[Tagging] landuse=farmland and highway=track

Gerd Petermann gpetermann_muenchen at hotmail.com
Sun Jan 10 09:55:28 UTC 2016

Dave Swarthout wrote
> Haha, welcome to the club. This is a problem everyone faces. Here in
> Thailand I spend a lot of time breaking up large wood multipolygons
> because
> in the early days folks did not take the time to do it right. Woods do not
> cover highways (unless its a farm track) nor do they cover water features
> like river valleys or reservoirs. I can tell you this, it's a lot of work
> either way you decide to do it but future mappers will thank you if you do
> it properly in the first place.

Oh, yes, I also have that problem with natural=wood polygons, often
nearly 2000 nodes and typically completely wrong (according to the
ortorectified GSI images), 
covering large parts of residential areas, farmland, water, and so on. 
In my eyes landuse or natural polygons should never be that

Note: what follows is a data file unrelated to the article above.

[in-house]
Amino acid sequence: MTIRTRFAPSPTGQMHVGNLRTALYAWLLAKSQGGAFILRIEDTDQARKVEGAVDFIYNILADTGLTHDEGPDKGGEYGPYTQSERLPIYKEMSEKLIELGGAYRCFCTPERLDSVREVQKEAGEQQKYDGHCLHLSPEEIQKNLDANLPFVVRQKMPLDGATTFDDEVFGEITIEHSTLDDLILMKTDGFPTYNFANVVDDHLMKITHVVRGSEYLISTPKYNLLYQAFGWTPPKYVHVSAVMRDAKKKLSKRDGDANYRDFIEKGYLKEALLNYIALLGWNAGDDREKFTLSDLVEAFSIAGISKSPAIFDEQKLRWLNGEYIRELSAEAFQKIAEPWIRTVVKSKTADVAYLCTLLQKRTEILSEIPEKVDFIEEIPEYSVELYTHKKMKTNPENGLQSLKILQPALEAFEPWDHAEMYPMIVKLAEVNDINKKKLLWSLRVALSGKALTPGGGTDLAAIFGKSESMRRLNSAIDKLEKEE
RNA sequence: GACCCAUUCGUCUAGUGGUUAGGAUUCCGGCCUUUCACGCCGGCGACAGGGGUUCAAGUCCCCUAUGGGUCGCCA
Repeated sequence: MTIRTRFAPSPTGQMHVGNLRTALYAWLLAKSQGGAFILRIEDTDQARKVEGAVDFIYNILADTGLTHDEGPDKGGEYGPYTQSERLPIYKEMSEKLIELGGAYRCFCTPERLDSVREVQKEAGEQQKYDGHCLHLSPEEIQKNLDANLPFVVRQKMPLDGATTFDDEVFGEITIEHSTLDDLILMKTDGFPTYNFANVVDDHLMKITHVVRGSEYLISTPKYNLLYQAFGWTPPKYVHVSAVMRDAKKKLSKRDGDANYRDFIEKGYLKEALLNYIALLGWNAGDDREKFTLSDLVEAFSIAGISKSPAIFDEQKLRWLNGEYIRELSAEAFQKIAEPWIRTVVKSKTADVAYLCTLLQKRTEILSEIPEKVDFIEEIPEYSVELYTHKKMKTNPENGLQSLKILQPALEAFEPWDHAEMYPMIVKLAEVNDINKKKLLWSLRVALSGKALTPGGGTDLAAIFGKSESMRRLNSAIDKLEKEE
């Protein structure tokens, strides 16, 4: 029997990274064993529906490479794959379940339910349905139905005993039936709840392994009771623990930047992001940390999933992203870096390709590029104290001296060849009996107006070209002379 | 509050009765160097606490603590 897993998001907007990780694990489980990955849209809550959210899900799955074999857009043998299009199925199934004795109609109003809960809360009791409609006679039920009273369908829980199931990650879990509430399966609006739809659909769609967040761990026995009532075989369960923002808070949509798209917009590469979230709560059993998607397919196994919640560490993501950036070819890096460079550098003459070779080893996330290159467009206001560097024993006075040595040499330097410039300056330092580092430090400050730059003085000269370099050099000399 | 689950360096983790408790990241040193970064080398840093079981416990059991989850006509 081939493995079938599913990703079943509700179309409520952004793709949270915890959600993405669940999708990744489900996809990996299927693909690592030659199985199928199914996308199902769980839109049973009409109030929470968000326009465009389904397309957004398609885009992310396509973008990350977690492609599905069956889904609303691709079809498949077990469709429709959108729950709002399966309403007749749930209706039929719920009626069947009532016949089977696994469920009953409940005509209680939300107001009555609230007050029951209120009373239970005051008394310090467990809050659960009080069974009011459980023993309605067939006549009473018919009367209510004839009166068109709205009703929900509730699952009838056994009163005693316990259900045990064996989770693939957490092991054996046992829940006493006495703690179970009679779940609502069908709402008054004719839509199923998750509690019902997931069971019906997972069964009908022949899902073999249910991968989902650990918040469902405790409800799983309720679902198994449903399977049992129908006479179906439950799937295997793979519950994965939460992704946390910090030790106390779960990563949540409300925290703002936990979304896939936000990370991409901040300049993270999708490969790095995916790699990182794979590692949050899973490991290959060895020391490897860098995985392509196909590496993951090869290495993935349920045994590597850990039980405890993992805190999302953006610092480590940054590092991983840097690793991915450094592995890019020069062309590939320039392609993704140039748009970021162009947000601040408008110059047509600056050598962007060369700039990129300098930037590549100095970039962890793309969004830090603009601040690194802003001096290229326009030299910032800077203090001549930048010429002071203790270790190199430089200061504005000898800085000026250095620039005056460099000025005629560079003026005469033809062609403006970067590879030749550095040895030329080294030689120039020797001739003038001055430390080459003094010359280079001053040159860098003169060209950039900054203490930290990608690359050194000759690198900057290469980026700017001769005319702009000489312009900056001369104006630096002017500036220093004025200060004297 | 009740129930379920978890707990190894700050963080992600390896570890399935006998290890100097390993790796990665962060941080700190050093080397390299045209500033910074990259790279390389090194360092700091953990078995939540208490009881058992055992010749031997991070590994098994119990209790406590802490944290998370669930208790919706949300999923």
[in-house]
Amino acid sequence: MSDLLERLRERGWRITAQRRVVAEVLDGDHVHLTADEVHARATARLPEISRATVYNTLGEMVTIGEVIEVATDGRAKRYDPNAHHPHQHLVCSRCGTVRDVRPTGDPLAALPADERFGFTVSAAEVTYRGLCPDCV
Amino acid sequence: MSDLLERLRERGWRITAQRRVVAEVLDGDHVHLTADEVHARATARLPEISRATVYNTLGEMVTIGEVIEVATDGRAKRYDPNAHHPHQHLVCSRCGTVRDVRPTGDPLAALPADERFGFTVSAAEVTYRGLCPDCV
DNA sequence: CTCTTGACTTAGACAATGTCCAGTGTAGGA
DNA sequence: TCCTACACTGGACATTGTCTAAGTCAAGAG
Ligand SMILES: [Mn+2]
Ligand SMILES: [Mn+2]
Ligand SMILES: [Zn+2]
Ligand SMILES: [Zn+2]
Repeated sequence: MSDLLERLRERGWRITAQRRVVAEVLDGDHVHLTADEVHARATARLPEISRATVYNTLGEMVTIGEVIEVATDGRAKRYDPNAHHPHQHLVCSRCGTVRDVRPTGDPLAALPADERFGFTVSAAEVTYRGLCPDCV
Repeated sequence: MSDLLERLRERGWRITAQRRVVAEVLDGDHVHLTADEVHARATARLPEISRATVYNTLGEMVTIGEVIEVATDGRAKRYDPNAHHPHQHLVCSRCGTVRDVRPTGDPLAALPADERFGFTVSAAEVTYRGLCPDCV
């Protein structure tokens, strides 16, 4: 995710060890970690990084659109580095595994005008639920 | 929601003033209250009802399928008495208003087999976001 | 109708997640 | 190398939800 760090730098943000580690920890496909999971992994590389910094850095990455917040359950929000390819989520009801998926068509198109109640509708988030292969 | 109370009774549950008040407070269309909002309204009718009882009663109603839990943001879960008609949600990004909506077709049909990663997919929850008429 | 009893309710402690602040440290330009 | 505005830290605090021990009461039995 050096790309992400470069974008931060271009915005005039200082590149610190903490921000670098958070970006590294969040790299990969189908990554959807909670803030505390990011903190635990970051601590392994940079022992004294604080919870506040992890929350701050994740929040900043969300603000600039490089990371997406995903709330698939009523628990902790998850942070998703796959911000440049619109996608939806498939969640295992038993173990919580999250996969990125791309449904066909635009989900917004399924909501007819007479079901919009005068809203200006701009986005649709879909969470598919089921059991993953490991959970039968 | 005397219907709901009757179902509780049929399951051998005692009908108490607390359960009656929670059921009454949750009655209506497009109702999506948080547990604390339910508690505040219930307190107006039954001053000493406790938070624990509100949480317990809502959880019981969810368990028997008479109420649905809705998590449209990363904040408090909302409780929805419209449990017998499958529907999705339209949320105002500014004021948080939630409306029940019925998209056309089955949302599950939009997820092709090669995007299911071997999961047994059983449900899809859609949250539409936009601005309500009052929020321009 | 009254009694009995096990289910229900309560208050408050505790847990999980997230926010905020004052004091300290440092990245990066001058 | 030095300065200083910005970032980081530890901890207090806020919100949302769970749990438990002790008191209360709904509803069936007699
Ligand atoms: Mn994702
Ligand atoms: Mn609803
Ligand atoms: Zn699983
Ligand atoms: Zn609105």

complex, when I create one with more than 100 nodes I start 
feeling uncomfortable.

Dave Swarthout wrote
> I have found the Fastdraw plugin to be helpful but only if you're wanting
> to follow outlines accurately. The tool takes a while to master and it
> creates many more nodes than would just a quick outline. Take for example
> an area I just "enhanced" - the wood polygon north of the junction of 1045
> and 1047 was originally comprised of about 12 nodes. After I traced the
> southern edge of the wood more closely, it now contains 966 nodes. Imagine
> how many nodes and how much time would be required to do all the wood
> multipolygons worldwide. It's off-putting to say the least.
> http://www.openstreetmap.org/search?query=%2017.7009941%2C%20100.6239762#map=15/17.6990/100.6190
> It looks better and is more accurate but takes up a lot more space on the
> server. And it took a few patient minutes to trace. YMMV

Will have a look at it, but it doesn't sound like a tool I would want to use
unless it can be configured to 
use fewer nodes. Also not sure what is meant with "it looks better". 
I think wood polygons have the same problem like water polygons, you have to
else you'll end up with mapping each tree (or each branch if you like ... )


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